Men in Black: International review: don’t be deceived by this brand-management ruse

Flesh-and-blood stars Tessa Thompson and Chris Hemsworth really aren’t the point of this cynically conceived and lazily executed case of franchise exhumation.

from our forthcoming August 2019 issue

Men in Black: International (2019)

Men in Black: International (2019)

Really, who can be bothered? By the time you’re reading this, it will already have been established that Men in Black: International is a ‘box-office disappointment’ in the US, that it has taken a critical drubbing and that it is considered an unsuccessful reboot of a familiar intellectual property. By the Tomatometer or whatever aggregator you prefer, the metrics have labelled Sony’s fourth instalment in a film series that began back in 1997, the first without stars Will Smith and Tommy Lee Jones, as a ‘bad’ blockbuster – as opposed to, say, a ‘good’ blockbuster, such as the recent, widely praised Avengers: Endgame. In point of fact, the qualitative differences between the two are so obscure as to barely bear mentioning; the most pertinent is that F. Gary Gray’s Men in Black movie is a good hour shorter than the Russo brothers’ all-star superhero revue, so you can be back out on to the street and getting on with your life a little sooner.

If I thus far seem to be skirting my duties as a movie reviewer here, it’s because I have an increasingly compelling sense that these things are not movies: they’re content, they’re IP, they’re brand-management exercises. So I could rattle on about the passably charismatic and photogenic new Men in Black stars Chris Hemsworth, in comic himbo mode, and Tessa Thompson, but really the only interesting thing about the movie is the particular set of circumstances that have led to its existence, which go some way to explaining how the modern multiplex has found itself in such a sorry state.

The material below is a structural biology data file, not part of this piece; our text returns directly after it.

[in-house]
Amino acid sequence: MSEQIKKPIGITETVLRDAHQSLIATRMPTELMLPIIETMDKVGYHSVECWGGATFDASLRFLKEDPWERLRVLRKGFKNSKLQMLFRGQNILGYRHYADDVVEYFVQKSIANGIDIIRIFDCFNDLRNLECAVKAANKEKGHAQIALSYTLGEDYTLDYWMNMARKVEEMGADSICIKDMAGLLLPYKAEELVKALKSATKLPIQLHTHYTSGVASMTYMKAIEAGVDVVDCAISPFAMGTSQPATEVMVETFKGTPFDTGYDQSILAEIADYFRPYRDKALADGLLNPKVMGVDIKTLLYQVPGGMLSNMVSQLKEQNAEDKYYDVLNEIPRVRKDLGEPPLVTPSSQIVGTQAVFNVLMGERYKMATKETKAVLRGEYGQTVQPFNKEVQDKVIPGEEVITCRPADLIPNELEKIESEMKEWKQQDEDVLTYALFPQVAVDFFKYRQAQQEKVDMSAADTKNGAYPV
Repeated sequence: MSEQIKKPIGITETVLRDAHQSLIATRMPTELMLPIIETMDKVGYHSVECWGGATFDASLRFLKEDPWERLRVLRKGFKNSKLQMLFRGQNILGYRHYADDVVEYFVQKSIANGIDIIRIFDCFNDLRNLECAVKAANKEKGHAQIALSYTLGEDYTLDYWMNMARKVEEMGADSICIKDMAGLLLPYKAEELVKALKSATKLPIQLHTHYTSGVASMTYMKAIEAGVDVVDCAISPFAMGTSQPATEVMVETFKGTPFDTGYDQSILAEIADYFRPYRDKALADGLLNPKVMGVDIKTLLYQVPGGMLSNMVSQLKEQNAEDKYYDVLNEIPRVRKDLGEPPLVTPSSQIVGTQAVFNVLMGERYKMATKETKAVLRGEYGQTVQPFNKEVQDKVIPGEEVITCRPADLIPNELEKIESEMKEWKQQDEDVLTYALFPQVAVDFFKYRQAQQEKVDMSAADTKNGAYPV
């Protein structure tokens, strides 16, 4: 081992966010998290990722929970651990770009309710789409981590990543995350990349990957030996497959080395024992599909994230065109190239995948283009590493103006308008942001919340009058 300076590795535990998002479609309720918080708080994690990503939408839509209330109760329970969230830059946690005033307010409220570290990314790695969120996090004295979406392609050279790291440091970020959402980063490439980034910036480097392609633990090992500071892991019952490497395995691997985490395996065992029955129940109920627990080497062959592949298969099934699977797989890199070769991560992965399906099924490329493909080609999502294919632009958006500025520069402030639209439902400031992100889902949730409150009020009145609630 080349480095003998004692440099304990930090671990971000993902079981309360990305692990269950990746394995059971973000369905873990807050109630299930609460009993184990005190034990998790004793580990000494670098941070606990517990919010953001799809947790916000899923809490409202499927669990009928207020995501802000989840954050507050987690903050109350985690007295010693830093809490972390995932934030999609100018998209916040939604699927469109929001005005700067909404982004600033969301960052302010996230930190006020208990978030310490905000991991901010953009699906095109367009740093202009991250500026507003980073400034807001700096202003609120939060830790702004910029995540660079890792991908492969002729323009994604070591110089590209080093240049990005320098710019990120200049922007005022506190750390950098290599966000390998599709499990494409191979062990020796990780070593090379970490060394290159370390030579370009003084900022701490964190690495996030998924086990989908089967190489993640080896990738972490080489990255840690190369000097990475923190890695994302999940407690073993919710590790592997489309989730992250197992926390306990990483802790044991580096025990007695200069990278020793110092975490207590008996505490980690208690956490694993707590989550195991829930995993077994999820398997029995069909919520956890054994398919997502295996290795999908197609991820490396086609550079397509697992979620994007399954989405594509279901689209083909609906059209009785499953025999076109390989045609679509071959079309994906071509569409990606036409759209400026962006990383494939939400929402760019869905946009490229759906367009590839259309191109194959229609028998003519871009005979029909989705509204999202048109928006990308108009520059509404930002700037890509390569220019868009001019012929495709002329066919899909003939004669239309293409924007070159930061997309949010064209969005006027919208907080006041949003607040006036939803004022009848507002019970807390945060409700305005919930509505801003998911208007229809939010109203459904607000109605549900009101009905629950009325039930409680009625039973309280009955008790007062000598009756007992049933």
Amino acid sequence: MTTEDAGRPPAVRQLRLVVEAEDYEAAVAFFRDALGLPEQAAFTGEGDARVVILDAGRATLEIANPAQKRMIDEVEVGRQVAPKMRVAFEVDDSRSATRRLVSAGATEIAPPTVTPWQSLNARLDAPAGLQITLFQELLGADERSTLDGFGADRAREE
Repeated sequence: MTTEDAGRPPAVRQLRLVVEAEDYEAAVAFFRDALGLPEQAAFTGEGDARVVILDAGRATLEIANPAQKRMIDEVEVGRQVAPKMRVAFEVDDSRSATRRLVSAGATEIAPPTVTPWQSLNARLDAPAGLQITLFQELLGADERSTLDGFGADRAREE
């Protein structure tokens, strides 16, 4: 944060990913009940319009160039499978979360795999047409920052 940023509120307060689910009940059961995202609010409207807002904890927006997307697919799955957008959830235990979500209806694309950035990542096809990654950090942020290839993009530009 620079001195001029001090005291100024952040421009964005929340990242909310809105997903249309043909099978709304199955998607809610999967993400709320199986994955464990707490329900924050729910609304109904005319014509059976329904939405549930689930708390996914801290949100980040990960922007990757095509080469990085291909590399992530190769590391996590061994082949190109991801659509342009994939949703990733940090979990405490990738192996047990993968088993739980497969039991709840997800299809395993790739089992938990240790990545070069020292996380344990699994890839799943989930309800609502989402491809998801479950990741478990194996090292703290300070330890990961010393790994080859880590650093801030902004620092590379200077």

This movie-like object is the by-product of the ongoing race-to-the-bottom in which every major studio attempts to imitate the unprecedented recent success of the Walt Disney Company by building Cinematic Universes instead of silly little old films – in this case it’s the floundering Sony, which in tricky circumstances a few years back cut a deal with Disney and Marvel Studios on its exclusive rights to the Spider-Man character, and which is now desperately trying to squeeze a few more dollars out of its shallow bench of potentially franchisable properties.

Men in Black: International (2019)

Men in Black: International (2019)

Men in Black: International signifies an industry-wide pivot away from mortal stars – like Smith and Jones – and towards undying franchises, in which the talent can be replaced as it ages out, while hopefully ticket buyers will continue to obey force of habit and pony up for the new Insert Name of Film Series, spurred by some faint memory of once experiencing pleasure or surprise at the cinema, like Romero zombies shuffling back to the old shopping mall.

At any rate, Men in Black: International has comic relief courtesy of a cute li’l critter voiced by Kumail Nanjiani, some boilerplate action set pieces that don’t merit mention, and some drone establishing shots of various major cities that are there, one supposes, to justify the ‘International’ in the title. It’s garbage, of course, the aesthetically undistinguished result of pure avarice and laziness, with nothing in it to command the attention of an adult with a functioning visual cortex. We ardent moviegoers should have every expectation of encountering many, many more of its kind in the future.


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